Voters in two of India’s largest states elected regional assemblies last week on October 15 — in Maharashtra and Haryana.
In both cases, the conservative, Hindu nationalist Bharatiya Janata Party (the BJP, भारतीय जनता पार्टी) will take power of state government for the first time in Indian history in what was the first major electoral test for prime minister Narendra Modi (pictured above), who swept to power nationally in May after promising to bring a new wave of economic prosperity, reform and good governance to India.
In Maharashtra, India’s second-most populous state, with over 112 million people, and home to Mumbai, India’s sprawling financial and cultural center, the BJP won a plurality of the vote and the largest number of seats in the 288-member regional assembly, where it will form a coalition government with either its longtime ally, the far-right, Marathi nationalist Shiv Sena (शिवसेना) or a more intriguing option, the center-left Nationalist Congress Party (NCP, राष्ट्रवादी कॉँग्रस पक्ष), which unexpectedly offered to support a BJP government shortly after the results were announced on October 19:
In Haryana, a state with just 25.4 million people, which forms much of the hinterland of New Delhi, the BJP won an outright majority of seats in the 90-member legislative assembly:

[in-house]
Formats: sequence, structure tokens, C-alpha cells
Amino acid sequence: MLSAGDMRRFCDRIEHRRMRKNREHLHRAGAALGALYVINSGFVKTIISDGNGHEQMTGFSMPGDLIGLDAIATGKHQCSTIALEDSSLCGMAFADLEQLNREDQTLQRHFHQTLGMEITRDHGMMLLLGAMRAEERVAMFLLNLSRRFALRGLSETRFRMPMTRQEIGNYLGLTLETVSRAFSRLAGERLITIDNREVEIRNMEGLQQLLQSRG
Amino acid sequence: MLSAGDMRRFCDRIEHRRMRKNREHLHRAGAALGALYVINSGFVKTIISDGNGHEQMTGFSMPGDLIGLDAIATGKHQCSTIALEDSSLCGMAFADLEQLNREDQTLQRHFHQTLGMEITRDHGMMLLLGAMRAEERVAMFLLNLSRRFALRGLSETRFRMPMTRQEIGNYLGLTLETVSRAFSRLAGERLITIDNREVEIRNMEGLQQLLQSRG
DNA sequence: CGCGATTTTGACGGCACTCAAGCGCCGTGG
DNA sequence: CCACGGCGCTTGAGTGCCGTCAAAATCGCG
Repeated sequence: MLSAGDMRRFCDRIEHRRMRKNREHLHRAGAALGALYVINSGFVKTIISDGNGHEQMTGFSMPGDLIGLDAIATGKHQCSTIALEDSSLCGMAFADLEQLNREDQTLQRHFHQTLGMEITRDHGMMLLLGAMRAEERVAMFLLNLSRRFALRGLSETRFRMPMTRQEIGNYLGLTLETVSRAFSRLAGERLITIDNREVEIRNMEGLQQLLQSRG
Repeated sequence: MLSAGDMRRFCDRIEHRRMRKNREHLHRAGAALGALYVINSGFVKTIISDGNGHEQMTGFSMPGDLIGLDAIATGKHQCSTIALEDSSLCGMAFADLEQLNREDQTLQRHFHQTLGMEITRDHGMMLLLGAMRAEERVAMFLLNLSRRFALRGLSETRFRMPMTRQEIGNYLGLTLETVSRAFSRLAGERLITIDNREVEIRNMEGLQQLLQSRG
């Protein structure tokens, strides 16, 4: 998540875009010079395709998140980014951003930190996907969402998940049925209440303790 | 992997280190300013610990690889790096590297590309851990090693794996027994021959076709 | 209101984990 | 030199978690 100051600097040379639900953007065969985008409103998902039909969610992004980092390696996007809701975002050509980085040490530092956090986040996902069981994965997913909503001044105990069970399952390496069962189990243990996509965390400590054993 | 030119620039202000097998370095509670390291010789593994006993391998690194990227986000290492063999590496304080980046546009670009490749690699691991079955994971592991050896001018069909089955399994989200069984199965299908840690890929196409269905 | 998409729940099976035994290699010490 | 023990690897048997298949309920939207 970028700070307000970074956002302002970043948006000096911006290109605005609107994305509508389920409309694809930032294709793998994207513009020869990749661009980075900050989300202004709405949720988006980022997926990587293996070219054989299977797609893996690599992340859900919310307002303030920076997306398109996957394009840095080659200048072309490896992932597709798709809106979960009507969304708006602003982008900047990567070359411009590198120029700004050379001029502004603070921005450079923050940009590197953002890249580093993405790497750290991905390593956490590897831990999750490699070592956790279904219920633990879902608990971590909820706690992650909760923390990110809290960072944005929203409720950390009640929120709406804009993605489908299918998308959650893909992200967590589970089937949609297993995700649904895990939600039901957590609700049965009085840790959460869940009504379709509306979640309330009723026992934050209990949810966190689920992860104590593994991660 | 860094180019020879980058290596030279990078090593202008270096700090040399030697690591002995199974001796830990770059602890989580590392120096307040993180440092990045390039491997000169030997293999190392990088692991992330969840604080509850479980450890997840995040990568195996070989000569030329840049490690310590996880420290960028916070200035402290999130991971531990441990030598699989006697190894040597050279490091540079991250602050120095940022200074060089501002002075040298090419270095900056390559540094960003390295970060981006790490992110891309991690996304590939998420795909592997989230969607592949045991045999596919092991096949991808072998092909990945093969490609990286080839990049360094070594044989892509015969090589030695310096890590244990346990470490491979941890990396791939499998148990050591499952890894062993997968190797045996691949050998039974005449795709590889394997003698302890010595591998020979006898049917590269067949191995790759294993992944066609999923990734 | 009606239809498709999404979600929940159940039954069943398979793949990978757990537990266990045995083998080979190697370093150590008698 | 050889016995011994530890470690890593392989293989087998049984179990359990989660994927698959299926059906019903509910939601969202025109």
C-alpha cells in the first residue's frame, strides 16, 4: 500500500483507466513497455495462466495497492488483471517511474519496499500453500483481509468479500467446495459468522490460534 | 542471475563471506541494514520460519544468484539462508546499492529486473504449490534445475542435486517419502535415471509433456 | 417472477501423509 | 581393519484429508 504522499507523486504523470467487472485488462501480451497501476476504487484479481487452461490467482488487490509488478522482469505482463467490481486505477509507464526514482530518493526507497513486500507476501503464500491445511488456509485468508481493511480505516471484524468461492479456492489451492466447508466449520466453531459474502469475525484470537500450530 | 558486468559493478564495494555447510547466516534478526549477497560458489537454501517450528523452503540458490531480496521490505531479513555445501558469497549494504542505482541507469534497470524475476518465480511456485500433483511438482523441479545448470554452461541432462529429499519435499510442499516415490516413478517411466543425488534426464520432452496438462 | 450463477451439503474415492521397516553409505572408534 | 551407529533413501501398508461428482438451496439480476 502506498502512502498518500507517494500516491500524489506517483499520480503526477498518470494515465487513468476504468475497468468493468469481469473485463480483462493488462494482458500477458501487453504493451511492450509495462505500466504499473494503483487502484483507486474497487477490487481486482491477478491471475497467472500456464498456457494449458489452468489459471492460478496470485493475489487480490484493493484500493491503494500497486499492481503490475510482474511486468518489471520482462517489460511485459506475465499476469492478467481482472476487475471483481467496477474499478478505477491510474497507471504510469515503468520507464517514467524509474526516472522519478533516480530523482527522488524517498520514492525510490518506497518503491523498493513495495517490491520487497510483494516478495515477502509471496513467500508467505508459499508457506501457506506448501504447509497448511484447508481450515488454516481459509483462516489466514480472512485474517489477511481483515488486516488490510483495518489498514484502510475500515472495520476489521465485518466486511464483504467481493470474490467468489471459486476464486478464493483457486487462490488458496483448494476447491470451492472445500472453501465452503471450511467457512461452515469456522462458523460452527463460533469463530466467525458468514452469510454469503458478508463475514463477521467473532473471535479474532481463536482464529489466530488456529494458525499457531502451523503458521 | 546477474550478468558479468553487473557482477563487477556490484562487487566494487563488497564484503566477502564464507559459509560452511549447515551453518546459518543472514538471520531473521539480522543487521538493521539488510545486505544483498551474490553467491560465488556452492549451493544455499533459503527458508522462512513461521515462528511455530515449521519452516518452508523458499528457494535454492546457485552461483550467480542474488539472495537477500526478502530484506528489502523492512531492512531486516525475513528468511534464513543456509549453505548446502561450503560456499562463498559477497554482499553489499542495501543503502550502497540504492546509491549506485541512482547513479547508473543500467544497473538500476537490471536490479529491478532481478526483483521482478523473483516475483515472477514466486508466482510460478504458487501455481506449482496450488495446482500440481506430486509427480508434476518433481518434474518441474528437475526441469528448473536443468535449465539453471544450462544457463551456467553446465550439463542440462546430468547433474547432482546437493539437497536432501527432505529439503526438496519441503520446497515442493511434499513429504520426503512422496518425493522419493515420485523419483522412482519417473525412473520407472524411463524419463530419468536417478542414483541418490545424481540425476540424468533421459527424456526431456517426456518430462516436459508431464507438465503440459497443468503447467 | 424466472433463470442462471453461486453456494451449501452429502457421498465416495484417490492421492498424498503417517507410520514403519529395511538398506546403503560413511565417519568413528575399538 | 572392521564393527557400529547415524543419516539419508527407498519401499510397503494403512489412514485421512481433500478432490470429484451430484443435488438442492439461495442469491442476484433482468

There are at least four narratives about what happened in these two absolutely pivotal state elections, the first since India’s national election cycle in April and May. Keep in mind that, together, the two states have a population of 137 million, larger than Japan.
The first narrative confirms the BJP’s political dominance in the honeymoon period of the Modi era. The second narrative is its direct analog, the post-independence nadir of the Nehru-Gandhi family and the chief opposition party, the Indian National Congress (Congress, भारतीय राष्ट्रीय कांग्रेस).
The third narrative, with almost as much national importance as the first two, is the rift between the BJP and its longtime ally, Shiv Sena, and the possibility that Shiv Sena will be shut out of the next Maharashtra government.
The fourth and final narrative has to do with India’s third parties, especially as the election relates to the anti-corruption Aam Aadmi Party (AAP, आम आदमी की पार्टी, Common Man Party), which didn’t even bother contesting the Haryana elections and may soon lose its one-time grip on Delhi’s government. Continue reading Four lessons as Modi wave extends to Maharashtra, Haryana